28 July 2020
After months of ducking and diving, the National Lotteries Commission (NLC) has given in to growing pressure and released details of Lottery grants that it had refused to make public.
For 18 years, the NLC has included the details of grants in its annual report, until last year when it failed to publish them, citing a section of the Lotteries Act that it said forbade it from releasing this information.
The lists were tabled before Parliament by Minister of Trade, Industry and Competition Ebrahim Patel on 28 July. In an accompanying letter, Patel made it clear that he believed that the information should be public.
The decision to release the information came after an abrupt about-turn by ANC members of Parliament’s Trade, Industry and Competition Committee, who had previously defended the NLC.
The NLC’s refusal to publish the lists had led to “engagement by both the Ministry and Parliament to have the NLC publicly release the List of Projects Funded,” Patel said.
The NLC also released some details of recipients of a R150 million Covid-19 relief fund for struggling non-profit organisations that it had refused to make public. But the details on the list handed to Parliament are incomplete as the total only adds up to just over R21.8 million. There was no explanation for the absence of details about the remaining R128.2 million, whether it had been disbursed at all or which organisations had received this money.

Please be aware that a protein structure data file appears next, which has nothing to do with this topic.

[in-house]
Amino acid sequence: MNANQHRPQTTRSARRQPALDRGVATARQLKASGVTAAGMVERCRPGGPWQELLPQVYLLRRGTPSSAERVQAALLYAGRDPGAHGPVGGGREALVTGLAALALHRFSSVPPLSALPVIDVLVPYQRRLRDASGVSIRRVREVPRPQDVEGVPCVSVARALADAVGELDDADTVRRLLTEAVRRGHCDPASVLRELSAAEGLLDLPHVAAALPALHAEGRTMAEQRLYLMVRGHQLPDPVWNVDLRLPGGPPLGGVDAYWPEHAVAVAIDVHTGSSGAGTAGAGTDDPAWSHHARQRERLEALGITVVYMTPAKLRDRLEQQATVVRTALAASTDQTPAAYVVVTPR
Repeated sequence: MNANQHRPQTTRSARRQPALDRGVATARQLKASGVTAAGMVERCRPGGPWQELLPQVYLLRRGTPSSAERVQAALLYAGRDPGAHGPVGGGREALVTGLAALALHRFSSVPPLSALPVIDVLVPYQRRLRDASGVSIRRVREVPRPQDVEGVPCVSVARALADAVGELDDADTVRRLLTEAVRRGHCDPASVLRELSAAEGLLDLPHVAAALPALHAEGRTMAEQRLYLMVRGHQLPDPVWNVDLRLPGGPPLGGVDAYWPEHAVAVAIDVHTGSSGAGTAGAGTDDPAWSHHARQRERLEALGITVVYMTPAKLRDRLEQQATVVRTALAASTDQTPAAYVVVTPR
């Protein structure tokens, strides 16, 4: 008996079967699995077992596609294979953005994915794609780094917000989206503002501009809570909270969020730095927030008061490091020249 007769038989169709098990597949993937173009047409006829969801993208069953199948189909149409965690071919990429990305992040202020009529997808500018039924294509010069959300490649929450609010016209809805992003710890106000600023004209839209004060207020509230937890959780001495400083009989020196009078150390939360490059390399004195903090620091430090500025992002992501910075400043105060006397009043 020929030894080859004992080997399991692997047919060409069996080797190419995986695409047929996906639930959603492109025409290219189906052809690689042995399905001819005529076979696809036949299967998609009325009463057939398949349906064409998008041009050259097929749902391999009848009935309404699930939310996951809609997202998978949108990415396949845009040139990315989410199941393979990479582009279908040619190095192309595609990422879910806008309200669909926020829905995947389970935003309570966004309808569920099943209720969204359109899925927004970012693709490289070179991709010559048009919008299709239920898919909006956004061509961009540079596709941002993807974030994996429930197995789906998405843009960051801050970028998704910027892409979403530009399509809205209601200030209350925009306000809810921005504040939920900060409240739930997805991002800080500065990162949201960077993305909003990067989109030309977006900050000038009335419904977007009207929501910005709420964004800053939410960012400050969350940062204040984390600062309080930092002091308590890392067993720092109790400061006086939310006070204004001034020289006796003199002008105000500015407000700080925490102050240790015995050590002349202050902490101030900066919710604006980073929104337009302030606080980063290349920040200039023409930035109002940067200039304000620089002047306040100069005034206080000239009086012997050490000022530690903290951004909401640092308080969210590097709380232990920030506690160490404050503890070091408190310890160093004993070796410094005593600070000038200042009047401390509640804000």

“It is my view that the NLC accounts must be open and transparent and that the public is entitled to know the beneficiaries of the monies that the NLC manages on behalf of the people,” Patel said in his letter. “It is a norm that the List of Projects Funded by the National Lotteries Commission (NLC) would have also been published in their annual reports.”
Mat Cuthbert, Democratic Alliance deputy shadow minister for Trade, Industry and Competition, who was instrumental in fighting for the release of the lists, welcomed the release of the information.
“The DA still remains resolute in its belief that the NLC has committed a crime by having withheld this information from the public domain for such a long period of time,” he said in a media release.
“The NLC’s conduct in this matter has reinforced the impression that it is beset by a crisis of leadership,” Cuthbert said, reiterating an earlier call to Patel to fire the chairman of the NLC Board, Alfred Nevhutanda, the Commissioner, Thabang Mampane, and the entire NLC board.